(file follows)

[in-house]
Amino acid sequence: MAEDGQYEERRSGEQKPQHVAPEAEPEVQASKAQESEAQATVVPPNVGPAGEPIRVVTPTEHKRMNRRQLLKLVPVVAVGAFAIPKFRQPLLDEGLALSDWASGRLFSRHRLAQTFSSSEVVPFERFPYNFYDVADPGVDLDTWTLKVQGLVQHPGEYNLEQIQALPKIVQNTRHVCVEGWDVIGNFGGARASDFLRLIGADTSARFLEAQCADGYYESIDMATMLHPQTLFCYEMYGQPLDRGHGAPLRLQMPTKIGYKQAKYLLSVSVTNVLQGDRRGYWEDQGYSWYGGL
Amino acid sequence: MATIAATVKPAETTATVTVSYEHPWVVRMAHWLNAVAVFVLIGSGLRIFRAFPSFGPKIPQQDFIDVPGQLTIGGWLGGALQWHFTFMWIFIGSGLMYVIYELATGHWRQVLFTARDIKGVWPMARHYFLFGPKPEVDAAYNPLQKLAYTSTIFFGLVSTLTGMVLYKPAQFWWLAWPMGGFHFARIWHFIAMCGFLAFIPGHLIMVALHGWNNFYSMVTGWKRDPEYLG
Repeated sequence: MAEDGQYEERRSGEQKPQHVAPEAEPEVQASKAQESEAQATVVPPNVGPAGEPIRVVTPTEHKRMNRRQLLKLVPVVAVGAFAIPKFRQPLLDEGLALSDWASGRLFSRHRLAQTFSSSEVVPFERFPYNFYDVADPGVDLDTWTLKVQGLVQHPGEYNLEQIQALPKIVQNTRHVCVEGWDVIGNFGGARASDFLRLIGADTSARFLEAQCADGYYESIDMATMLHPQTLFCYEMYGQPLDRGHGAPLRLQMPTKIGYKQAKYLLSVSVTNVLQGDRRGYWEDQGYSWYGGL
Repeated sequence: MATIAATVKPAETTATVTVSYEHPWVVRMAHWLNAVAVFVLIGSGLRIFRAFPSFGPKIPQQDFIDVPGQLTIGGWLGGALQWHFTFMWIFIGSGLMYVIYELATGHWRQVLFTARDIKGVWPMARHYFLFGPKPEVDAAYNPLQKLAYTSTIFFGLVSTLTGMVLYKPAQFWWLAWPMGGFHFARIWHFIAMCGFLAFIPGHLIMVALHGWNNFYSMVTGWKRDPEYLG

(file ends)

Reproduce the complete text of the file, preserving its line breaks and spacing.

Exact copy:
[in-house]
Amino acid sequence: MAEDGQYEERRSGEQKPQHVAPEAEPEVQASKAQESEAQATVVPPNVGPAGEPIRVVTPTEHKRMNRRQLLKLVPVVAVGAFAIPKFRQPLLDEGLALSDWASGRLFSRHRLAQTFSSSEVVPFERFPYNFYDVADPGVDLDTWTLKVQGLVQHPGEYNLEQIQALPKIVQNTRHVCVEGWDVIGNFGGARASDFLRLIGADTSARFLEAQCADGYYESIDMATMLHPQTLFCYEMYGQPLDRGHGAPLRLQMPTKIGYKQAKYLLSVSVTNVLQGDRRGYWEDQGYSWYGGL
Amino acid sequence: MATIAATVKPAETTATVTVSYEHPWVVRMAHWLNAVAVFVLIGSGLRIFRAFPSFGPKIPQQDFIDVPGQLTIGGWLGGALQWHFTFMWIFIGSGLMYVIYELATGHWRQVLFTARDIKGVWPMARHYFLFGPKPEVDAAYNPLQKLAYTSTIFFGLVSTLTGMVLYKPAQFWWLAWPMGGFHFARIWHFIAMCGFLAFIPGHLIMVALHGWNNFYSMVTGWKRDPEYLG
Repeated sequence: MAEDGQYEERRSGEQKPQHVAPEAEPEVQASKAQESEAQATVVPPNVGPAGEPIRVVTPTEHKRMNRRQLLKLVPVVAVGAFAIPKFRQPLLDEGLALSDWASGRLFSRHRLAQTFSSSEVVPFERFPYNFYDVADPGVDLDTWTLKVQGLVQHPGEYNLEQIQALPKIVQNTRHVCVEGWDVIGNFGGARASDFLRLIGADTSARFLEAQCADGYYESIDMATMLHPQTLFCYEMYGQPLDRGHGAPLRLQMPTKIGYKQAKYLLSVSVTNVLQGDRRGYWEDQGYSWYGGL
Repeated sequence: MATIAATVKPAETTATVTVSYEHPWVVRMAHWLNAVAVFVLIGSGLRIFRAFPSFGPKIPQQDFIDVPGQLTIGGWLGGALQWHFTFMWIFIGSGLMYVIYELATGHWRQVLFTARDIKGVWPMARHYFLFGPKPEVDAAYNPLQKLAYTSTIFFGLVSTLTGMVLYKPAQFWWLAWPMGGFHFARIWHFIAMCGFLAFIPGHLIMVALHGWNNFYSMVTGWKRDPEYLG